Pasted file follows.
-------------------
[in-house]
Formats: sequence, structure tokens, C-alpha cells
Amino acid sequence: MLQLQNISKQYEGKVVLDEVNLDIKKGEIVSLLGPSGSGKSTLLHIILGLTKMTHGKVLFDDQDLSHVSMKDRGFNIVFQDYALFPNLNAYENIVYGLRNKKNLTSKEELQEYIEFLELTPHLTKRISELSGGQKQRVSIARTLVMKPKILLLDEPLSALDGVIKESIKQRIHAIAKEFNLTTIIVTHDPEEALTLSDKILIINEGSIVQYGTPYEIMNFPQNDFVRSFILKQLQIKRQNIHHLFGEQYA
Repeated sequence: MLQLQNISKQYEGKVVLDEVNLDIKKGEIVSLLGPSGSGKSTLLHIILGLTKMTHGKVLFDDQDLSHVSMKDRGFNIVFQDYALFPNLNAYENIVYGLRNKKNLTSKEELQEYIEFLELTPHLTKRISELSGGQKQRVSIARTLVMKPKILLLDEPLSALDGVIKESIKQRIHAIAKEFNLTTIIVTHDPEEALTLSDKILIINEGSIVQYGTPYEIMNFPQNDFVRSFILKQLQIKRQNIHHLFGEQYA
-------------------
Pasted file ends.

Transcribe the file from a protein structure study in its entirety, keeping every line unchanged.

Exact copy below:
[in-house]
Formats: sequence, structure tokens, C-alpha cells
Amino acid sequence: MLQLQNISKQYEGKVVLDEVNLDIKKGEIVSLLGPSGSGKSTLLHIILGLTKMTHGKVLFDDQDLSHVSMKDRGFNIVFQDYALFPNLNAYENIVYGLRNKKNLTSKEELQEYIEFLELTPHLTKRISELSGGQKQRVSIARTLVMKPKILLLDEPLSALDGVIKESIKQRIHAIAKEFNLTTIIVTHDPEEALTLSDKILIINEGSIVQYGTPYEIMNFPQNDFVRSFILKQLQIKRQNIHHLFGEQYA
Repeated sequence: MLQLQNISKQYEGKVVLDEVNLDIKKGEIVSLLGPSGSGKSTLLHIILGLTKMTHGKVLFDDQDLSHVSMKDRGFNIVFQDYALFPNLNAYENIVYGLRNKKNLTSKEELQEYIEFLELTPHLTKRISELSGGQKQRVSIARTLVMKPKILLLDEPLSALDGVIKESIKQRIHAIAKEFNLTTIIVTHDPEEALTLSDKILIINEGSIVQYGTPYEIMNFPQNDFVRSFILKQLQIKRQNIHHLFGEQYA